**The state of Michigan does not update numbers on Sundays. Monday’s numbers include updates since Saturday’s reporting deadline.

Symptoms

The Centers for Disease Control and Prevention identified these as possible symptoms of COVID-19:

  • Fever of 100.4 or higher
  • Cough
  • Shortness of breath
  • Chills
  • Repeated shaking with chills
  • Muscle pain
  • Headache
  • Sore throat
  • New loss of taste or smell

Prevention

  • The coronavirus is a new, or “novel,” virus. Nobody has a natural immunity to it. Children and teens seem to recover best from the virus. Older people and those with underlying health conditions (heart disease, diabetes, lung disease) are considered at high risk, according to the CDC. Precautions are also needed around people with developing or weakened immune systems.
  • To help prevent the spread of the virus:
  • Stay at least six feet away from other people
  • Avoid close contact with people who are or appear sick
  • Stay at home as much as possible
  • Cancel events and avoid groups, gatherings, play dates and nonessential appointments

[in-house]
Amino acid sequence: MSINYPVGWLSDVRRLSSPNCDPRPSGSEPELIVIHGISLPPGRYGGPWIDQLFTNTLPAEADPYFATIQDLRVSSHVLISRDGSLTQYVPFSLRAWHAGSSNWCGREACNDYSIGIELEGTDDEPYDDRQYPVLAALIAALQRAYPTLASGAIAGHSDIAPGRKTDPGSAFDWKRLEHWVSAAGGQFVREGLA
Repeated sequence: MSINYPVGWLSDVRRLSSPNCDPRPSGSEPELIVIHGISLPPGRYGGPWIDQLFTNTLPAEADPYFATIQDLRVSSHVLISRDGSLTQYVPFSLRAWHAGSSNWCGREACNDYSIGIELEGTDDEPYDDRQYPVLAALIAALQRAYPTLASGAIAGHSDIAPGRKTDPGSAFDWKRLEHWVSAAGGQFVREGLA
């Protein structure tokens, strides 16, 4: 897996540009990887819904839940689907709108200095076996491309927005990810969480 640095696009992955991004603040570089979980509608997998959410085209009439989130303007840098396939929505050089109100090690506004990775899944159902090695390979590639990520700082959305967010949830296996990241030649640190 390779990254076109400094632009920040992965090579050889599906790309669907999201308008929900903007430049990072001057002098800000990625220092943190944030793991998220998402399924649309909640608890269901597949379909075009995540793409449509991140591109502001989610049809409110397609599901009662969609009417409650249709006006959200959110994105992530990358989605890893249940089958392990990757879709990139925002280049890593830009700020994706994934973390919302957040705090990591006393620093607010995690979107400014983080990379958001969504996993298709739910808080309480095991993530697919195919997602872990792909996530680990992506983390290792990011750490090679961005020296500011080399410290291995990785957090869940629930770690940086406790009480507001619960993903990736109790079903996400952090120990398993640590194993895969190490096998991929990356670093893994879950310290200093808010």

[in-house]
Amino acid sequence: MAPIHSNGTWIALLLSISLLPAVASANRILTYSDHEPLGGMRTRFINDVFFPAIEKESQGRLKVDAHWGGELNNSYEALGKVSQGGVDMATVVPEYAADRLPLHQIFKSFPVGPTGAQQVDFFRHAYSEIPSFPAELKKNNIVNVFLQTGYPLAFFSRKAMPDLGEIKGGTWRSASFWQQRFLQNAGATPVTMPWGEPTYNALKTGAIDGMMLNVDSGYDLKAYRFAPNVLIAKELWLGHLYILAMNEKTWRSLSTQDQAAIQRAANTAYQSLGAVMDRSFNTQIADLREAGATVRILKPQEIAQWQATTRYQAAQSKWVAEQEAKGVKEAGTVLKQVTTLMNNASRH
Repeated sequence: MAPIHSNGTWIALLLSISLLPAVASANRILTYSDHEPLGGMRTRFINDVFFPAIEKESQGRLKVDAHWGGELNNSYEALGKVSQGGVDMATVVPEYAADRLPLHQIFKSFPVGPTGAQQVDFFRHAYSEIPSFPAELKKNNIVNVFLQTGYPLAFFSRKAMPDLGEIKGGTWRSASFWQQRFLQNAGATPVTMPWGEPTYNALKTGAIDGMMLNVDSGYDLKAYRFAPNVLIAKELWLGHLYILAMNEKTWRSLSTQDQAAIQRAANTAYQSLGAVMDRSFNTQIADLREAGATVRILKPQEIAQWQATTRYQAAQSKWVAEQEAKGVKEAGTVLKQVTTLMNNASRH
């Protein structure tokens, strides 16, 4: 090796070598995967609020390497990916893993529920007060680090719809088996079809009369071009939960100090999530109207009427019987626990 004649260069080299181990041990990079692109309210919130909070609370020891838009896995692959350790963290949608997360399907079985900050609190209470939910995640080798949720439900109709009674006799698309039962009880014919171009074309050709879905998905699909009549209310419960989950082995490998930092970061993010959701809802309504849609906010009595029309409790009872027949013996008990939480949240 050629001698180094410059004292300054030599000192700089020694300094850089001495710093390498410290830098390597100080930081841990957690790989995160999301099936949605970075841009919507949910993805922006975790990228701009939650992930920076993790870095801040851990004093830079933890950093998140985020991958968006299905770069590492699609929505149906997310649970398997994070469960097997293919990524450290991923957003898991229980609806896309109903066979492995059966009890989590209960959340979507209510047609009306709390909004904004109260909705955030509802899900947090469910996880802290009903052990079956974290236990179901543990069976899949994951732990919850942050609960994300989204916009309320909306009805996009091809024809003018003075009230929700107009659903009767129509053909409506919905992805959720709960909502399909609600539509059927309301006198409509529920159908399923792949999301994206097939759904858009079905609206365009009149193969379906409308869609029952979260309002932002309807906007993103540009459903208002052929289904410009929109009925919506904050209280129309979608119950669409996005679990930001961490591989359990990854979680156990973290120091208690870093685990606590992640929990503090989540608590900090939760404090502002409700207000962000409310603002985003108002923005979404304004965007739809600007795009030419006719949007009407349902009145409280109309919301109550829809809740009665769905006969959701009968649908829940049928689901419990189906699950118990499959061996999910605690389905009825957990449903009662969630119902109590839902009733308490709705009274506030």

• Stay home when you are sick, except to get medical care
  • Wash your hands regularly for at least 20 seconds. If soap and water are not available, use an alcohol-based hand sanitizer with at least 60% alcohol
  • Cover your mouth and nose with a mask. At a minimum, use a tissue when you cough or sneeze or use the inside of your elbow.

Health experts say face masks are still the most effective way the general public can slow the spread of the coronavirus, but only if the masks are worn appropriately -- over the nose and chin. County and state health officials are reminding and urging people to stay home when they feel sick, avoid large gatherings, and distance yourself six feet from people who aren’t from your household.

To help people understand how their decisions affect their own health and others, the Department of Health Services has a decision tool at https://www.dhs.wisconsin.gov/covid-19/decision.htm. The tool describes how choices matter and offers suggestions to make activities safer.